Several months ago, I received a thick envelope in the mail from my parents.
I wasn’t expecting anything from them, so I was surprised to read a letter addressed to me and my three sisters, along with copies of my parents’ advance directives. Yet the most powerful feeling I had was one of gratitude.
Through the contents of that envelope, our parents made it clear they wanted us to understand what kind of care and medical treatment they would want if they became too ill to make their wishes known.
They did this to make it easier on my sisters and me in case we are ever faced with making medical decisions on their behalf. They also wanted to reduce the risk of conflict between their children in what can be a very emotionally charged situation.
What a caring and important gift.
Since then, my parents, sisters and I all sat down together to talk about their wishes in person. This valuable conversation gave everyone a chance to ask specific questions and talk about beliefs and feelings.
I can’t say the whole conversation was easy. It is difficult to talk about possibilities of people you love facing severe illness, injury or death. This difficulty makes it tempting to avoid the conversation.
But avoiding the conversation may have negative implications down the road. Family members could one day have to guess what a loved one would want.
We all know death is an inevitable part of our humanity. Many people have thoughts of what they do and do not want to experience in their final months, weeks and days. We should not assume that loved ones already know what we would want.
In my family, for example, we found we had different opinions about what kinds of medical treatments we would want for ourselves if faced with a potentially irreversible illness or injury. By talking through this, we are now better equipped to honor the wishes of our parents and one another.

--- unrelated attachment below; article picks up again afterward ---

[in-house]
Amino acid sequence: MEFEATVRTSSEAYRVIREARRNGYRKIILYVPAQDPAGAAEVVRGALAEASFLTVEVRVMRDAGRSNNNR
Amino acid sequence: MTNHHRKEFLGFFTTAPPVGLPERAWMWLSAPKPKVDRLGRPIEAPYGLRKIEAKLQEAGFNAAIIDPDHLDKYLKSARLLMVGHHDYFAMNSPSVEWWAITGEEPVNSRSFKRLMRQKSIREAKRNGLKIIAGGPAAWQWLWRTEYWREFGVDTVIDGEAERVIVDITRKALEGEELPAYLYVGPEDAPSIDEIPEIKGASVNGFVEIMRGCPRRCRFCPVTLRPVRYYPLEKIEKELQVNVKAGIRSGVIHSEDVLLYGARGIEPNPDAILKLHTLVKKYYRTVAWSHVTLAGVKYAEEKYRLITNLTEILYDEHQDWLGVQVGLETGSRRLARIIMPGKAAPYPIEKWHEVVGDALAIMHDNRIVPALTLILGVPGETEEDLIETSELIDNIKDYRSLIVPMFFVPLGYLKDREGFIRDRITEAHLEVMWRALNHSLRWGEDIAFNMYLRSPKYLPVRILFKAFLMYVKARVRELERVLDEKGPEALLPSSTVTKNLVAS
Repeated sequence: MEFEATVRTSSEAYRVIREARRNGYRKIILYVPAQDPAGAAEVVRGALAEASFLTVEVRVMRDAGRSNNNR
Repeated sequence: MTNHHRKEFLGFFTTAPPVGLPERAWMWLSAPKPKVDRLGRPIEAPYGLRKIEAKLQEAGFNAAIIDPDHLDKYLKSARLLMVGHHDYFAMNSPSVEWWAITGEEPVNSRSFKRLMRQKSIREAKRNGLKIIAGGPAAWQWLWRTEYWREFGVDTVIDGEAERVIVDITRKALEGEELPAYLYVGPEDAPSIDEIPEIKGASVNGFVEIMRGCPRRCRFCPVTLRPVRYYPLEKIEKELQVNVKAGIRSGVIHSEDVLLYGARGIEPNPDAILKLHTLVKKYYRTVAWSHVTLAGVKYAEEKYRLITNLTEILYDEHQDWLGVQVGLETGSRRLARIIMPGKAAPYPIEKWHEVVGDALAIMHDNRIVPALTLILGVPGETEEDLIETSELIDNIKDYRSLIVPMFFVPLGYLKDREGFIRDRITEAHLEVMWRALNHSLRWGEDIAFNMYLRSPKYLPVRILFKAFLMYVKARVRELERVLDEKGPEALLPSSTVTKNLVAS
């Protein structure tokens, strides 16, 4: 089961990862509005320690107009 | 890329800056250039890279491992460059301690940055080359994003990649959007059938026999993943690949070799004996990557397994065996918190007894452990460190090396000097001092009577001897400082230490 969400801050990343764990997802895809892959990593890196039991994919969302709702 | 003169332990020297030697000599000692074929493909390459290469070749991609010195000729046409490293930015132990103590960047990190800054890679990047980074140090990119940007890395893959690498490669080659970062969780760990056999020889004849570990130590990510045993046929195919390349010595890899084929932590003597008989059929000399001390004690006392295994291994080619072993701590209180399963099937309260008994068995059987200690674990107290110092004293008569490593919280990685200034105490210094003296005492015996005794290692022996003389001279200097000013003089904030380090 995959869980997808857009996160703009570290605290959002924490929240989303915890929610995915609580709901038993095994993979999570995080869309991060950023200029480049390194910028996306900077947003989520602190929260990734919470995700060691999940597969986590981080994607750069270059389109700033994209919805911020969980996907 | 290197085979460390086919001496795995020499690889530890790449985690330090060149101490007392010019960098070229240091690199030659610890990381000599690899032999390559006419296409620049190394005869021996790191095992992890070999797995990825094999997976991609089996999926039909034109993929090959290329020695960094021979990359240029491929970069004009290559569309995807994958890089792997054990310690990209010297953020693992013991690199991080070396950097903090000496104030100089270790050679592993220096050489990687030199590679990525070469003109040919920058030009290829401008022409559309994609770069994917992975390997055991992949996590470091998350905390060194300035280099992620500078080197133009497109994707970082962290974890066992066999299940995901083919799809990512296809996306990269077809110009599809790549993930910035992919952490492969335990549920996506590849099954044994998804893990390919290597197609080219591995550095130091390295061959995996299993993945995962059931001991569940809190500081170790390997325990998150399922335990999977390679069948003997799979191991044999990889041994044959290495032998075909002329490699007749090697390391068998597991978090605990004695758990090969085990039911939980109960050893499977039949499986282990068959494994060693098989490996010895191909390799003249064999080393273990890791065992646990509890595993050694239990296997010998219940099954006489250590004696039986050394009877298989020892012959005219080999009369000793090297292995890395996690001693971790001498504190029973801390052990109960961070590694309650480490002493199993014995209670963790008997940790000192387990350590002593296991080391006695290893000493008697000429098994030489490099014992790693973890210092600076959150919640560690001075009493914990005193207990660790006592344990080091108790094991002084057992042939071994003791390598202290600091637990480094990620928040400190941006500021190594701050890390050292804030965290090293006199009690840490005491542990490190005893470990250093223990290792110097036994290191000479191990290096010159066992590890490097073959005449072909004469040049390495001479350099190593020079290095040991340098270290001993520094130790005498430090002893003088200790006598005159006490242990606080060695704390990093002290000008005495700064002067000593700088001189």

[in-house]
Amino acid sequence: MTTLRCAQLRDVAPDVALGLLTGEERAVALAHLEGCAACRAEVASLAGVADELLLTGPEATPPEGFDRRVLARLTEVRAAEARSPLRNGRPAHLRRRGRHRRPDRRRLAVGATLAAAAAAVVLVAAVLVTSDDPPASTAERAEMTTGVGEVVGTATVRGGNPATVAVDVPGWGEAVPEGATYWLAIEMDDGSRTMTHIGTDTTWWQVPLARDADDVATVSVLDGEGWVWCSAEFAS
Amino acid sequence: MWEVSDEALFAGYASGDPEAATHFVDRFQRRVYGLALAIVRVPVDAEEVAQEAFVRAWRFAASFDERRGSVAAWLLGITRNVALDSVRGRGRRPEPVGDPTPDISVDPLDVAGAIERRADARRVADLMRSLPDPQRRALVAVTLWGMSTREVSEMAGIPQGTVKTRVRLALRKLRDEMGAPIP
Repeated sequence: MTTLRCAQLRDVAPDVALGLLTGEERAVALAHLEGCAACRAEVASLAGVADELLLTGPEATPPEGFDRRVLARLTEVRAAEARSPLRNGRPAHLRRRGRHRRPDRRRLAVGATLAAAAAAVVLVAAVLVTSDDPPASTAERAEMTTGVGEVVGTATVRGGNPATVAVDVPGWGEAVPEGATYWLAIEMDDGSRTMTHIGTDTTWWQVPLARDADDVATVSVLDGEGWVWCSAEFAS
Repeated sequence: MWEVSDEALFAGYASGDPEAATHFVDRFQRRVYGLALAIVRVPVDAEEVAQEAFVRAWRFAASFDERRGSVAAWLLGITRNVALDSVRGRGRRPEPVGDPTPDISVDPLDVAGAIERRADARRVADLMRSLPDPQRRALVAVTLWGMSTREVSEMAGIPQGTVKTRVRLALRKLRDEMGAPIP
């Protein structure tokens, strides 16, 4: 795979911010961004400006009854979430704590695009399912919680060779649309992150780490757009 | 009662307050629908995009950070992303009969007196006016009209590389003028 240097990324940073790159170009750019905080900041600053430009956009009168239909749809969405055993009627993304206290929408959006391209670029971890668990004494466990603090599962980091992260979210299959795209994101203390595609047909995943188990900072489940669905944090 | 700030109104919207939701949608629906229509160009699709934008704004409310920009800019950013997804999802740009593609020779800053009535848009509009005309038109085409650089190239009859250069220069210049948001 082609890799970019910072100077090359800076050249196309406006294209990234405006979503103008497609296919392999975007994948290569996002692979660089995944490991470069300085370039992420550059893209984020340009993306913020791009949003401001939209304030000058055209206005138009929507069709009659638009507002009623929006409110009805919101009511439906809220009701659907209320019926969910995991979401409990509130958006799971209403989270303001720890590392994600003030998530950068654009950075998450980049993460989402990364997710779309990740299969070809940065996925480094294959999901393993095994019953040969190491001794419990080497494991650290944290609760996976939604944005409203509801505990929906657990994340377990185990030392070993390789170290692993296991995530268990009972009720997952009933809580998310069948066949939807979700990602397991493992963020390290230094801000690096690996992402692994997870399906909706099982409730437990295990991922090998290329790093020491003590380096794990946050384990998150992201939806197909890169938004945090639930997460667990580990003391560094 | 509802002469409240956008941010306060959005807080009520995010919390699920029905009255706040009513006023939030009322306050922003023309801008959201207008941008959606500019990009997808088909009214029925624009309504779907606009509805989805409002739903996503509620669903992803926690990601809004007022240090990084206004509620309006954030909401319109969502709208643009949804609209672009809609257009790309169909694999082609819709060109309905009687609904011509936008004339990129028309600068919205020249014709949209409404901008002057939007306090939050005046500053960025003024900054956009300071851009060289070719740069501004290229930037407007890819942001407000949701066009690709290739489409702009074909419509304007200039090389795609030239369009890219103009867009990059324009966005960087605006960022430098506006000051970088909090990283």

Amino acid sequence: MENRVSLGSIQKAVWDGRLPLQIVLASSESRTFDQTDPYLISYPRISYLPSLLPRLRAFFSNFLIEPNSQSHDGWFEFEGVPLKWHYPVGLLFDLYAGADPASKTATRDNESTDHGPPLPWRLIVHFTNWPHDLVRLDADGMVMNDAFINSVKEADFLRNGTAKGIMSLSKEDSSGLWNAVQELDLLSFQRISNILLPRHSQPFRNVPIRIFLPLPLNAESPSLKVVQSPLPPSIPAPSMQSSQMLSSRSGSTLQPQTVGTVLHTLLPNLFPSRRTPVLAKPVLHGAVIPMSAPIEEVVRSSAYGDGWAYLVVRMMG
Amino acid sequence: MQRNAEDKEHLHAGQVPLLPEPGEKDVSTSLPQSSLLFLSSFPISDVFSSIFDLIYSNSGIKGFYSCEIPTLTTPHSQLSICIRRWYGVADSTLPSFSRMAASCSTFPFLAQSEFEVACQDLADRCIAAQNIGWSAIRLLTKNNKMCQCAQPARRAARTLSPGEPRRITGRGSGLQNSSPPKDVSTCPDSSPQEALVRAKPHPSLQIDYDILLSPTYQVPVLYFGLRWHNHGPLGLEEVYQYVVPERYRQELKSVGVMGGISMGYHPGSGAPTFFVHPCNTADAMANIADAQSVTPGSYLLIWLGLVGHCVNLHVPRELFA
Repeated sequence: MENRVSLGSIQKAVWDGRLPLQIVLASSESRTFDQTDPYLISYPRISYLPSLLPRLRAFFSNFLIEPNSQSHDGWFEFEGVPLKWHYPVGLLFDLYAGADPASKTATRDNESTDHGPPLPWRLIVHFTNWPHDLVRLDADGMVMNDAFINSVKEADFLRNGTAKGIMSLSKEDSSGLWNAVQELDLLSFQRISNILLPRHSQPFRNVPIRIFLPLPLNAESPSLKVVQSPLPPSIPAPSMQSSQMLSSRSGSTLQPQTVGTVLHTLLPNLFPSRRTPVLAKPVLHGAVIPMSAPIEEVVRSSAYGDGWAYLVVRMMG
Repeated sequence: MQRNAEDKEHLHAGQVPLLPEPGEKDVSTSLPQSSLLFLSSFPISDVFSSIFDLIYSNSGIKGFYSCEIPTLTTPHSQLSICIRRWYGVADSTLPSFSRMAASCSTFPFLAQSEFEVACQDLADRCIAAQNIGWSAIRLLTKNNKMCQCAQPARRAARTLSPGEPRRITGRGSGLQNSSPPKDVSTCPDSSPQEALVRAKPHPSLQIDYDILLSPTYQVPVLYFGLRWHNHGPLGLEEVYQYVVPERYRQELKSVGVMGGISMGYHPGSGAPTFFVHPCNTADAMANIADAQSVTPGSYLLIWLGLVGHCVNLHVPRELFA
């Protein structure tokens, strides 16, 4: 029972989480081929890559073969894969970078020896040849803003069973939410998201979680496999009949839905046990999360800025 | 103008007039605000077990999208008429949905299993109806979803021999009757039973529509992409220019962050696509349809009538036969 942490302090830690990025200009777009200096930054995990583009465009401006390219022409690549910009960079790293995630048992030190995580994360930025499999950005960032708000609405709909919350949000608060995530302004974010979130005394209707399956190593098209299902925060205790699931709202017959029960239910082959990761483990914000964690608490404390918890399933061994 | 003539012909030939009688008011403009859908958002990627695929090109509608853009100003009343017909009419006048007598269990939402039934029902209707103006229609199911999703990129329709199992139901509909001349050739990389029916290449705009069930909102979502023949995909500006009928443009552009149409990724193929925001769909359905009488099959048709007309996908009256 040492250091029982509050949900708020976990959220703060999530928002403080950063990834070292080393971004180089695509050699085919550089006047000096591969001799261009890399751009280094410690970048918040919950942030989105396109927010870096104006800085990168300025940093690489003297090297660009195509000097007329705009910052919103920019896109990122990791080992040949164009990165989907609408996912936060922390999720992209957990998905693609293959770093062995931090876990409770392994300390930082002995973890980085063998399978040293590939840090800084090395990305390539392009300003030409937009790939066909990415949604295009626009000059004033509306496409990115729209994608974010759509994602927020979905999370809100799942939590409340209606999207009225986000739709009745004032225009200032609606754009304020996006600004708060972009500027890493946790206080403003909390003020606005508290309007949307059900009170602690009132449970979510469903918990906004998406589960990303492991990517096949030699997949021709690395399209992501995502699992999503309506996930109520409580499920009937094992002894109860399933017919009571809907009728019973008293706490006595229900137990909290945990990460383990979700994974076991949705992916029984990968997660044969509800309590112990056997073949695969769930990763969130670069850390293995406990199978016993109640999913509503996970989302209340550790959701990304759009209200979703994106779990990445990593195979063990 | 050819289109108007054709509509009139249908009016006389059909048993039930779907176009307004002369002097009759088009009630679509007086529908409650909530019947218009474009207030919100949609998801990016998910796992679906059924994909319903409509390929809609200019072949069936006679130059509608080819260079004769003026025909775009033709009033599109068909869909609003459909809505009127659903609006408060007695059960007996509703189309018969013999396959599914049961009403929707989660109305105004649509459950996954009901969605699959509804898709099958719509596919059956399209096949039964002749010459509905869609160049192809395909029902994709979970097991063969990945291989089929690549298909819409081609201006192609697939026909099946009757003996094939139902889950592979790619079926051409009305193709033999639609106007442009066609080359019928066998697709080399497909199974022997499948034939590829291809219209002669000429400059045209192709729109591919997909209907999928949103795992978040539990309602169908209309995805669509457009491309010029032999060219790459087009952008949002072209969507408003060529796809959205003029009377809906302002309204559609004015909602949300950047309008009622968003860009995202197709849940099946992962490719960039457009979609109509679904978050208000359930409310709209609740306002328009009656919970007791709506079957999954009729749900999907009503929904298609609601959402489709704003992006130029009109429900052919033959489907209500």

A nurse’s view
I’ve shared my experience as a daughter and sister. But I’m also a nurse, and I’ve cared for patients and families who have had advance directives and related discussions and those who have not.
When patients cannot communicate for themselves, the health care team often asks family members to make decisions about what the patient would want.
For instance, family members may be asked if a patient would want a tube placed in his stomach either through the nose or by surgery (commonly referred to as a feeding tube) or to be placed on a breathing machine. If the person’s medical wishes have been communicated in writing ahead of time no one has to guess what the patient would want. This helps family members have a shared understanding about a patient’s wishes. It can have the added benefit of reducing the chance of disagreements within the family.
In Texas, the Directive to Physicians and Family or Surrogates, or living will, is used to document these wishes.
The website mydirectives.com is a digital advance care planning and advanced directive storage service that provides flexible directives and easy retrieval.
Specific laws for advance care planning vary by state, so make sure you have the right information for the state in which you live. If you’re not sure where to find the information, ask your health care provider.
You may also wish to view resources related to advance care planning from the Centers for Disease Control and Prevention.
Is advance care planning on your gift list?
Over the next few weeks, many people will be giving and receiving gifts. Consider exchanging the gift of an advance directive with your loved ones. There’s no better time to discuss this important issue.